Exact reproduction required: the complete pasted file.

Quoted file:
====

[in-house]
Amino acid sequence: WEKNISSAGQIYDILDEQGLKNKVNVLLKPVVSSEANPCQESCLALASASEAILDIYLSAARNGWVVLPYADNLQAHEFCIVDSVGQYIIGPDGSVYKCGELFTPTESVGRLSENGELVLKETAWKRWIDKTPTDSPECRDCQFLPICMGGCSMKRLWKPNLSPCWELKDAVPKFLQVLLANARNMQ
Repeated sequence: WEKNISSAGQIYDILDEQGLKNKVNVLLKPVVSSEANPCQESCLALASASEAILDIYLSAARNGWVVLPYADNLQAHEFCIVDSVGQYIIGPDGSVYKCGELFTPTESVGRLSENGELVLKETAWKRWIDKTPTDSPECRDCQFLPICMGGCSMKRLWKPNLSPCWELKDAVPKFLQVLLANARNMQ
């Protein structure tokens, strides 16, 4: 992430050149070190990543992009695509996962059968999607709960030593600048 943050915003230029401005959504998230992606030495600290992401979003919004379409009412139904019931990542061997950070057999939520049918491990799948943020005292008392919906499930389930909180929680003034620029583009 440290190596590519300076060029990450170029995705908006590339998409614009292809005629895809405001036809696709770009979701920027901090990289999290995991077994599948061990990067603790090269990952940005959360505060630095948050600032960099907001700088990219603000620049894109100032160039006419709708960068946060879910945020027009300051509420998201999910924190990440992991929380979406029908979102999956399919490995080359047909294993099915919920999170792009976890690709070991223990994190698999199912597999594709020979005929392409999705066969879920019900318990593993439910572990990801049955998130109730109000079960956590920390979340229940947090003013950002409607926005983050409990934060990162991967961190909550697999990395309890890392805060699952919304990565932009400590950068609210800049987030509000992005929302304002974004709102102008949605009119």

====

[in-house]
Amino acid sequence: WEKNISSAGQIYDILDEQGLKNKVNVLLKPVVSSEANPCQESCLALASASEAILDIYLSAARNGWVVLPYADNLQAHEFCIVDSVGQYIIGPDGSVYKCGELFTPTESVGRLSENGELVLKETAWKRWIDKTPTDSPECRDCQFLPICMGGCSMKRLWKPNLSPCWELKDAVPKFLQVLLANARNMQ
Repeated sequence: WEKNISSAGQIYDILDEQGLKNKVNVLLKPVVSSEANPCQESCLALASASEAILDIYLSAARNGWVVLPYADNLQAHEFCIVDSVGQYIIGPDGSVYKCGELFTPTESVGRLSENGELVLKETAWKRWIDKTPTDSPECRDCQFLPICMGGCSMKRLWKPNLSPCWELKDAVPKFLQVLLANARNMQ
């Protein structure tokens, strides 16, 4: 992430050149070190990543992009695509996962059968999607709960030593600048 943050915003230029401005959504998230992606030495600290992401979003919004379409009412139904019931990542061997950070057999939520049918491990799948943020005292008392919906499930389930909180929680003034620029583009 440290190596590519300076060029990450170029995705908006590339998409614009292809005629895809405001036809696709770009979701920027901090990289999290995991077994599948061990990067603790090269990952940005959360505060630095948050600032960099907001700088990219603000620049894109100032160039006419709708960068946060879910945020027009300051509420998201999910924190990440992991929380979406029908979102999956399919490995080359047909294993099915919920999170792009976890690709070991223990994190698999199912597999594709020979005929392409999705066969879920019900318990593993439910572990990801049955998130109730109000079960956590920390979340229940947090003013950002409607926005983050409990934060990162991967961190909550697999990395309890890392805060699952919304990565932009400590950068609210800049987030509000992005929302304002974004709102102008949605009119």